Kean – I agree the health of a company is the net revenue or ebita, top line revenue is very misleading. If there is no profit the company unless it is unique has no value. However you do need to look for golden nuggets, sometimes there is a short term debt being paid effecting the net income. A mistake many entrepreneurs make is investing in their business. Example – for a newer product like Dynamite Jobs you absolutely have to invest. However for a company several years old with a few million in revenue investments vs keeping the income gets very dicey. One strategy to use is this, take all the money out of the company as income as it comes in. Then when it comes time to reinvest try writing a check back to the company. I can assure you the mind set will change very quickly as to what is needed vs not. I was lucky to exit all my businesses as was Dan and Ian, but most people don’t and the investments in the company become lost money they could have in their own invest accounts instead.

  • Kean Graham

    Yep, exactly! There are several other terms for it like Gross Profit.

    For example, an Amazon FBA’s Net Revenues would discount their production/supplier costs. Think about the vast difference of these two Amazon FBA businesses:

    Business 1 sells toothpicks for $0.10:
    Gross Revenues = 100,000,000 toothpicks = $10,000,000
    Cost per toothpick = $0.099
    COGS = 100,000,000 *0.099 = $9,900,000
    Net Revenue = $10M – $9.9M = $100k

    Business 2 sells refrigerators for $1,000:
    Gross Revenues = 1,000 refrigerators = $1,000,000
    Cost per refrigerator = $900
    COGS = 1,000 * $900 = $900,000
    Net Revenues = $1M – $900k = $100k

    Is the toothpick company 10x more successful/larger than the refrigerator company because the Gross Revenues are 10x higher? No, they are merely selling a product that tends to be high volume and has a low gross margin. However, as you can see, the Net Revenues tell a more accurate story with both of them being at $100k.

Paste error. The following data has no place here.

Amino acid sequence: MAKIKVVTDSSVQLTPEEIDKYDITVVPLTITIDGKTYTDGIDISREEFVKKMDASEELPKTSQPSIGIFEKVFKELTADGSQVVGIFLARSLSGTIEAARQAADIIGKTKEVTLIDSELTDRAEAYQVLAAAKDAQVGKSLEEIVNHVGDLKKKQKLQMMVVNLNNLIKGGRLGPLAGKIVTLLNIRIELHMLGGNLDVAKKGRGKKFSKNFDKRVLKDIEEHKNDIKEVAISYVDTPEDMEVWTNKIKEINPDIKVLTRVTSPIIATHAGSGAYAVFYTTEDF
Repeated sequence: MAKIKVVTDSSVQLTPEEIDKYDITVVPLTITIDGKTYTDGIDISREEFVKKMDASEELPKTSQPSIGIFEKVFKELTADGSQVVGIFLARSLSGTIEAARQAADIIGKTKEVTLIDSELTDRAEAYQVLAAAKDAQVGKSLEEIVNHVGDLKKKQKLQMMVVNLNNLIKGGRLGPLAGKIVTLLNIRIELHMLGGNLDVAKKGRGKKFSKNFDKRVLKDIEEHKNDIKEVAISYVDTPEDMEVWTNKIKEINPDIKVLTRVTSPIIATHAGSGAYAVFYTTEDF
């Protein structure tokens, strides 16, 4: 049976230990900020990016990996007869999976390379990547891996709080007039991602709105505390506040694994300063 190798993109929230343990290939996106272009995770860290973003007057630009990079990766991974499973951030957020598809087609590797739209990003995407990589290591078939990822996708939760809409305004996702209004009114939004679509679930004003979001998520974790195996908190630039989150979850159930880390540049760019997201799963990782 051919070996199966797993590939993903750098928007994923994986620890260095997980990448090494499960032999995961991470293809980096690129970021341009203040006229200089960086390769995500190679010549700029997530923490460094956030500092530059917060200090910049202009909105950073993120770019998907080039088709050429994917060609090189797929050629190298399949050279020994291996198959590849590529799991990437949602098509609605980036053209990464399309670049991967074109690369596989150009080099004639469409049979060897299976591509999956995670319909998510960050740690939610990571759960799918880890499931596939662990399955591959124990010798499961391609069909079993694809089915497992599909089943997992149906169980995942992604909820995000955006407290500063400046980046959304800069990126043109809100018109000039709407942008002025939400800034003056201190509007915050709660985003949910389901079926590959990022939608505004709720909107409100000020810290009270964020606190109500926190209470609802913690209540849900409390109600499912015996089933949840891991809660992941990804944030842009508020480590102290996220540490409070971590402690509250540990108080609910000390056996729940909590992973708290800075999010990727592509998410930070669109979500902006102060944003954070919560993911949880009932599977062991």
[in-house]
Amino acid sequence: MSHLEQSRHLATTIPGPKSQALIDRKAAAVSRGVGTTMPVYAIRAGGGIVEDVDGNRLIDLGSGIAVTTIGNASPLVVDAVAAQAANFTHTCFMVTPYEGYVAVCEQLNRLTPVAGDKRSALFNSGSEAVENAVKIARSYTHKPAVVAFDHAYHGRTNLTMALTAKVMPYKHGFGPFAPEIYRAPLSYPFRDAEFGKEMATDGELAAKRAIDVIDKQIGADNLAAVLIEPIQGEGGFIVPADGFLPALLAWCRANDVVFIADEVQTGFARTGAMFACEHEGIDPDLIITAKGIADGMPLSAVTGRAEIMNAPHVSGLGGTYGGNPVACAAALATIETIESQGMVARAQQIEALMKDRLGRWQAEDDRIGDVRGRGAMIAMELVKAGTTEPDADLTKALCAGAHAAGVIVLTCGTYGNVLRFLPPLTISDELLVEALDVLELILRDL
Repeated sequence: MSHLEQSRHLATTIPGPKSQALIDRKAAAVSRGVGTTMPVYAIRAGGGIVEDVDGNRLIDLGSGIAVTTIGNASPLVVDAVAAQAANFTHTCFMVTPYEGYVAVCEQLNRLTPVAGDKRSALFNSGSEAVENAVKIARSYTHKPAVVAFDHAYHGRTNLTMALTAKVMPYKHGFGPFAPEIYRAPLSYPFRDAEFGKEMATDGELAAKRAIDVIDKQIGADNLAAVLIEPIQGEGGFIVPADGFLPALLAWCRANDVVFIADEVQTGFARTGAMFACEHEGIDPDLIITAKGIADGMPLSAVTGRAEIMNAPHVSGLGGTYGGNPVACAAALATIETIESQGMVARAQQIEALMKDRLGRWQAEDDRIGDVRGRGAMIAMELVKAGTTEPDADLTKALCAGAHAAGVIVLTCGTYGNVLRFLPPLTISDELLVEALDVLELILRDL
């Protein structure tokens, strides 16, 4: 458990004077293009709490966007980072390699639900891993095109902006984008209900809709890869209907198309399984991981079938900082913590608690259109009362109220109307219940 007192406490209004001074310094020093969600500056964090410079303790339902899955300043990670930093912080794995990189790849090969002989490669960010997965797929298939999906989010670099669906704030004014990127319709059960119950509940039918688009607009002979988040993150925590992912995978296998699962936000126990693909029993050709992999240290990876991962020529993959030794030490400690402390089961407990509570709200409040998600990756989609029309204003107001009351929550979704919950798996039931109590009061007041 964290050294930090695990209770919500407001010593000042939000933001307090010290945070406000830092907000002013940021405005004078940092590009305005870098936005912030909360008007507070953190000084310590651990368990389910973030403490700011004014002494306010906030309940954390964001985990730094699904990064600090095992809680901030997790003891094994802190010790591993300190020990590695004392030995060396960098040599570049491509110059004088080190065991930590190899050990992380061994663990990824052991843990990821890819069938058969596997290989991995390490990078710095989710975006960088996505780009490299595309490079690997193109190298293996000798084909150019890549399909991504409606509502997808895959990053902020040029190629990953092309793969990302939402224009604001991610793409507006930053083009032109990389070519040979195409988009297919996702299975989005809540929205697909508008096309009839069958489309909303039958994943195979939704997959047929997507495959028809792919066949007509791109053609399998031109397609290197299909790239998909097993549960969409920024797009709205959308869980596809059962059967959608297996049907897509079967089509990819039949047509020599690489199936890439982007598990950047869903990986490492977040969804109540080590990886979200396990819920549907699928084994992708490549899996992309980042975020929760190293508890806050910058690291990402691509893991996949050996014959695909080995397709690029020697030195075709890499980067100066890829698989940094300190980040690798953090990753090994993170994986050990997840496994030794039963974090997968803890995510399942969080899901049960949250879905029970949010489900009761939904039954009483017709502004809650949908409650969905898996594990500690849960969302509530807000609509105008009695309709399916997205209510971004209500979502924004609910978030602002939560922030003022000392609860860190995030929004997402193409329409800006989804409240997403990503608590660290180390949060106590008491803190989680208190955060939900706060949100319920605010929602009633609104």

• Kean Graham

    Yep, I agree with most of what you said. Even the EBITDA can be misleading though. Take many of the typical VC invested Silicon Valley businesses. Most of them grow their companies like wildfire to invest in long-term growth and plan for EBITDA and net profit that will be no higher than $0. Should a Silicon Valley business that is on-track to become the next Unicorn be measured on their lack of EBITDA?

    That is why I think Net Revenues is the most versatile metric to tell an accurate story across most companies. However, there are always exceptions :)

  • Tom Hannon

    Kean – For most businesses, not all, the money they earn the owner is all the owner will ever see and is the ultimate value of the company 1-3X. The business needs to earn enough for the owner for the owner to want to stay in business. Which is why the “Net” is vital for companies. I forget the exact number but I think it is 85% of businesses do $750K or less in total revenue. Depending on who you listen too about 20% actually have an exit, and it may be even less for companies less than $10M, simply because there are just not enough buyers in this arena. If you have something unique and special that fall outside the typical guide lines good for you, but it is very rare.